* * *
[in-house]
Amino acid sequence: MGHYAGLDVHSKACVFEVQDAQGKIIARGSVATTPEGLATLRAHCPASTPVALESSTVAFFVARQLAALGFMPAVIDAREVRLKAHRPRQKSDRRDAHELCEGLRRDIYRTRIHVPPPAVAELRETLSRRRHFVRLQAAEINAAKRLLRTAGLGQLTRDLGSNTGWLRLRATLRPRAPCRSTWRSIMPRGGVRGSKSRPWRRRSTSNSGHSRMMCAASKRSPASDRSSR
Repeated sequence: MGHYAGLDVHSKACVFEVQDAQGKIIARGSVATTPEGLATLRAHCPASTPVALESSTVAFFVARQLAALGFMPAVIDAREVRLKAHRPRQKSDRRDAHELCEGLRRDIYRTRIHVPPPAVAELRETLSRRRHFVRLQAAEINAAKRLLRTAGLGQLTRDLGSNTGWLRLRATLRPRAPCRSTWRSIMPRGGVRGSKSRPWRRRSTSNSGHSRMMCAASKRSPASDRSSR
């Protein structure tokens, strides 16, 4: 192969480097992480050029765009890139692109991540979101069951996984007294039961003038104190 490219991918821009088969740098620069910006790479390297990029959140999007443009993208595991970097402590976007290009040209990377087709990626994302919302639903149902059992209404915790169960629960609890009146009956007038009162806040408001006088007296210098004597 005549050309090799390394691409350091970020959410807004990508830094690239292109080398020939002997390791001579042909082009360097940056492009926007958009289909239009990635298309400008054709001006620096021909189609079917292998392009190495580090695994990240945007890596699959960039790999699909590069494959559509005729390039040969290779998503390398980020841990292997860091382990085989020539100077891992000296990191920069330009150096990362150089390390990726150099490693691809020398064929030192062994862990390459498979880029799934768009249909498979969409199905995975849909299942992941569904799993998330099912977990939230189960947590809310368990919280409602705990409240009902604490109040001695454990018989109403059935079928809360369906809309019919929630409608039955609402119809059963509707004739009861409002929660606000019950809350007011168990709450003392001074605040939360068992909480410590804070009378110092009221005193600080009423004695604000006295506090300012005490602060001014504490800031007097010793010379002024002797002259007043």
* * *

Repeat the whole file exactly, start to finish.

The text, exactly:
[in-house]
Amino acid sequence: MGHYAGLDVHSKACVFEVQDAQGKIIARGSVATTPEGLATLRAHCPASTPVALESSTVAFFVARQLAALGFMPAVIDAREVRLKAHRPRQKSDRRDAHELCEGLRRDIYRTRIHVPPPAVAELRETLSRRRHFVRLQAAEINAAKRLLRTAGLGQLTRDLGSNTGWLRLRATLRPRAPCRSTWRSIMPRGGVRGSKSRPWRRRSTSNSGHSRMMCAASKRSPASDRSSR
Repeated sequence: MGHYAGLDVHSKACVFEVQDAQGKIIARGSVATTPEGLATLRAHCPASTPVALESSTVAFFVARQLAALGFMPAVIDAREVRLKAHRPRQKSDRRDAHELCEGLRRDIYRTRIHVPPPAVAELRETLSRRRHFVRLQAAEINAAKRLLRTAGLGQLTRDLGSNTGWLRLRATLRPRAPCRSTWRSIMPRGGVRGSKSRPWRRRSTSNSGHSRMMCAASKRSPASDRSSR
């Protein structure tokens, strides 16, 4: 192969480097992480050029765009890139692109991540979101069951996984007294039961003038104190 490219991918821009088969740098620069910006790479390297990029959140999007443009993208595991970097402590976007290009040209990377087709990626994302919302639903149902059992209404915790169960629960609890009146009956007038009162806040408001006088007296210098004597 005549050309090799390394691409350091970020959410807004990508830094690239292109080398020939002997390791001579042909082009360097940056492009926007958009289909239009990635298309400008054709001006620096021909189609079917292998392009190495580090695994990240945007890596699959960039790999699909590069494959559509005729390039040969290779998503390398980020841990292997860091382990085989020539100077891992000296990191920069330009150096990362150089390390990726150099490693691809020398064929030192062994862990390459498979880029799934768009249909498979969409199905995975849909299942992941569904799993998330099912977990939230189960947590809310368990919280409602705990409240009902604490109040001695454990018989109403059935079928809360369906809309019919929630409608039955609402119809059963509707004739009861409002929660606000019950809350007011168990709450003392001074605040939360068992909480410590804070009378110092009221005193600080009423004695604000006295506090300012005490602060001014504490800031007097010793010379002024002797002259007043």